That’s the New York Times’ headline this morning. Should pregnant women be advised to eat more tuna? There are, apparently, trace amounts of mercury in tuna, or there were, or something. Ages ago it was advised that people eat less tuna due to this heavy metal which is not easily eliminated from the body, and because it is implicated in nerve damage if the concentration gets high enough.
This article is an absolute blast to deconstruct, because of all of the fun statistics in play.
“Tuna is responsible for nearly seven times more mercury exposure than the four high-mercury fish that the Federal Food and Drug Administration advises pregnant women not to eat”
That little math problem falls immediately after this variable is set a paragraph earlier;
“They (the Dietary Guidelines Advisory Committee) noted that even when women ate double the recommended weekly amount of tuna, the benefits far outweighed the risks. “All evidence was in favor of net benefits for infant development and (cardiovascular disease) risk reduction”
The four high-mercury fish are tilefish, shark, swordfish and king mackerel. Here is my exposure in the listed order: Never heard of it, never ate it, never tried it, saw cans at the store, but might just be peasant mackerel, not king. Tuna is responsible for all of my exposure to mercury from high-mercury fish. That equals an infinite number of times my exposure from the other four, since it would be a divide-by-zero kind of equation. I am actually surprised that tuna is only responsible for seven times more exposure. See, the way it’s worded, calling out “exposure”, means that they are combining the mercury dose with the number of times you consume that dose per person, per year. That would be your exposure. In any case, your exposure from all sources is going to be a very low number. When the Committee noted that even if you double your tuna-mercury dose the benefits far outweigh the risk, it is because the dose is so low in tuna.
Later in the article there are REAL numbers, not percentages:
The benefits of fish consumption on a developing fetus are clear. In a Harvard study of 135 mothers and infants, researchers tracked fish consumption during pregnancy and tested the mother’s hair to measure her mercury exposure. They found that for each weekly serving of fish the mother ate while pregnant, her baby’s score on visual recognition memory tests increased an average of four points. At the same time, a baby’s score dropped by 7.5 points for every one part per million increase in mercury found in the mother’s hair sample. The babies who scored highest on the memory tests were those whose mothers had consumed two or more servings of fish each week during their pregnancy, but were tested to have very low mercury levels.
Apparently the omega 3 essential oil that is contained in fish are passed up the food chain to the mother, who passes it on to the fetus, who uses this essential oil to develop a superior brain. Mercury exposure would detract from that, but apparently the net effect is up, because the mercury dose is so low, and the exposure period of nine months, tops, is so short that the low dose ends up being a low exposure. The net recommendation is that its better for you child that you eat tuna during your pregnancy. It’s also probably better for you, as the mercury scare is one of those things where the dire warning is actually a bit shrill compared to the actual risk involved.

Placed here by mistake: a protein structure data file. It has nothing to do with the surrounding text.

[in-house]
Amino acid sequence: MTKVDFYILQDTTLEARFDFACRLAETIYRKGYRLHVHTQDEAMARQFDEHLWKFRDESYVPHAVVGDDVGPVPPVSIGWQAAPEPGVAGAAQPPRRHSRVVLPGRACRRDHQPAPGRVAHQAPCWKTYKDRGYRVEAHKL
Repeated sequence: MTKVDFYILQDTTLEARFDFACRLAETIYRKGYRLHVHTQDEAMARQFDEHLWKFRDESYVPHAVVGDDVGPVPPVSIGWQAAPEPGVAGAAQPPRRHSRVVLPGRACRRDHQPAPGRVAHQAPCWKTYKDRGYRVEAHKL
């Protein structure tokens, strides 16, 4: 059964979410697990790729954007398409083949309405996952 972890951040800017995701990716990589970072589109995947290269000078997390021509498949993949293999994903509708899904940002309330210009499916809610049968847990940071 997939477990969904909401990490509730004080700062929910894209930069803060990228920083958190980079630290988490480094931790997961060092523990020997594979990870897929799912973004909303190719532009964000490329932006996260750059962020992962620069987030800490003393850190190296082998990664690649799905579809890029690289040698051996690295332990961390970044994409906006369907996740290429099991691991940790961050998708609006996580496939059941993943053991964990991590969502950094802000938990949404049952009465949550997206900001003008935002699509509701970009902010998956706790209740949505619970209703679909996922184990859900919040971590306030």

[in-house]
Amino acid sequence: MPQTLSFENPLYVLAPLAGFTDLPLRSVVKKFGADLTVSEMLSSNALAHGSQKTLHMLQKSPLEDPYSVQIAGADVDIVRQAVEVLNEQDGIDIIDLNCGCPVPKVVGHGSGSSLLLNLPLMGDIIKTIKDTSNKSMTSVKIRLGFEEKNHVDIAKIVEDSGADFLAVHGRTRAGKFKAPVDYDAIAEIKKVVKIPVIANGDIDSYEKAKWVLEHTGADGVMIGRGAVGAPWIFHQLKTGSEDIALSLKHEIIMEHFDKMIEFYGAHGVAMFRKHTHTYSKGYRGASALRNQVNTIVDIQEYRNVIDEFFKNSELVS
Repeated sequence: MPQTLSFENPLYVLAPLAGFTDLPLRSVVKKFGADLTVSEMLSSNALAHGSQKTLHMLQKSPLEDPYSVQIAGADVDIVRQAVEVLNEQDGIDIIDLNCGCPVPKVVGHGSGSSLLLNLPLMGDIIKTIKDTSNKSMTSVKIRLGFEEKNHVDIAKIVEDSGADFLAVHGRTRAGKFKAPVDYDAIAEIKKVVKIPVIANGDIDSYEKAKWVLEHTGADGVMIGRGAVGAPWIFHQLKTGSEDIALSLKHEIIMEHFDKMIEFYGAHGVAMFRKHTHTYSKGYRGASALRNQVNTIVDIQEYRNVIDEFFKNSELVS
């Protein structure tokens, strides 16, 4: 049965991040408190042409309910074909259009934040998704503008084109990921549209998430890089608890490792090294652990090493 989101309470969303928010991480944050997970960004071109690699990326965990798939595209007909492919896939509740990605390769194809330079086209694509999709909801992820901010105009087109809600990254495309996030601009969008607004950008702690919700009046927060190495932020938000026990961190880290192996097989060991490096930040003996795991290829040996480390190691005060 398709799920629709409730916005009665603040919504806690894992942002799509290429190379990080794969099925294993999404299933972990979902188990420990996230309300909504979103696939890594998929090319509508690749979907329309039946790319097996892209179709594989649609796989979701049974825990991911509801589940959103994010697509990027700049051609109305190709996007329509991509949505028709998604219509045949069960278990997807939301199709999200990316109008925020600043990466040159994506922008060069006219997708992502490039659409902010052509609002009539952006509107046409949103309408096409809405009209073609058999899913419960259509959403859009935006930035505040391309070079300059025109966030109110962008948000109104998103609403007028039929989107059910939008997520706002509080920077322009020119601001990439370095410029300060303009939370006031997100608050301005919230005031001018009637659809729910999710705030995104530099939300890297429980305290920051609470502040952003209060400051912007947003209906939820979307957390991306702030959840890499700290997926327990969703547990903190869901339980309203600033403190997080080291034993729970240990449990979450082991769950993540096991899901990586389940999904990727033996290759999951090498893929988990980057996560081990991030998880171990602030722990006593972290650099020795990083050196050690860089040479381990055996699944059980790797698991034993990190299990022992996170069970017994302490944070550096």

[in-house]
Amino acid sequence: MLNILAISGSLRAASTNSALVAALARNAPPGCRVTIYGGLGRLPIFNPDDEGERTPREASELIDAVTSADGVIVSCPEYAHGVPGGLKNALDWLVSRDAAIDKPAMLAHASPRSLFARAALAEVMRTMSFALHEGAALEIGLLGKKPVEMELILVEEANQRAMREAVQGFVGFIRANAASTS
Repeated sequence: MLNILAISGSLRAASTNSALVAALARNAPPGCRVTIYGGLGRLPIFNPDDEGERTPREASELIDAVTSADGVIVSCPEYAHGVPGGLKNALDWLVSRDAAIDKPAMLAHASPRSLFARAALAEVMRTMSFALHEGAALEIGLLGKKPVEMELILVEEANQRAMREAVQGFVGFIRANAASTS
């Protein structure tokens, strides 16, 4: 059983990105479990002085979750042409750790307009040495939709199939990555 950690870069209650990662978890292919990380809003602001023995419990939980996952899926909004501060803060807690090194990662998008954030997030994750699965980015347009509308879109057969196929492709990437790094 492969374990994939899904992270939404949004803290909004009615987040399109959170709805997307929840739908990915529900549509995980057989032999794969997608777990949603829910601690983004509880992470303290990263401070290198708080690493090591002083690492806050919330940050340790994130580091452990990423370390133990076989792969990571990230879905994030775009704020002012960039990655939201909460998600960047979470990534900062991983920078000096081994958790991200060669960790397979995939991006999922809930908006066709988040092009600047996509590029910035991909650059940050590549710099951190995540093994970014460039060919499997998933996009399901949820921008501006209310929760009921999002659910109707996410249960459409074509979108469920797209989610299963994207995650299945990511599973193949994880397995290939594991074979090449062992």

The omega 3 oil in predator fish is there because they eat foods that graze on algae and other grass-like foods in the water. I would like to point out, expectant mothers, that there is another way to get omega 3 oils that does not involve any mercury exposure. Eat grass fed and pastured meat animals from a local farm. These meats are also a known good source of omega 3 oils. You can take little capsules or eat flax seeds, but if you drink milk from a natural cow, eat eggs from a natural chicken, eat bacon from a natural pig or eat steaks from a natural steer you are going to get a natural amount of omega 3 oil in exactly the proportions that nature and evolution have programmed your body to receive.
This fall Consumer Reports issued a lengthy paper on fish and mercury exposure, noting the special concerns about canned tuna due to its popularity. Six ounces of canned tuna contains 60 micrograms of mercury compared to just 4 micrograms of mercury in a six-ounce serving of salmon, according to Consumer Reports. (A six-ounce serving of swordfish contains 170 micrograms, the magazine said. )
So, there are 60 micrograms of mercury in a six ounce can of tuna. If you eat two cans of tuna per week for the next twenty years, and each one contained exactly that much mercury, then you would have exposed yourself to just over 1/10th of a gram of mercury. That much mercury would barely be visible. To put it in perspective, there are about three grams of mercury in a thermometer, or about twenty times more mercury than you would get by eating two cans per week for twenty years. See! Fun with numbers!
I am not going to say that eating tuna is safe, but I am going to say, without reservation that eating tuna in the can is safer than eating low-fat yogurt. Eating tuna is safer than eating processed foods. Getting all excited about sixty micrograms of mercury is pretty bold when you won’t raise an eyebrow to added sugars and their dangers. Diabetes is a real danger to our children if you feed them and drink them with the crap that is advertised every morning on their little kid programs, and it doesn’t take a lifetime to happen, its pretty much right away. Want to improve the lives of little kids, don’t recommend shunning tuna, recommend shunning processed foods, industrial meats, artificial ingredients, added sugar.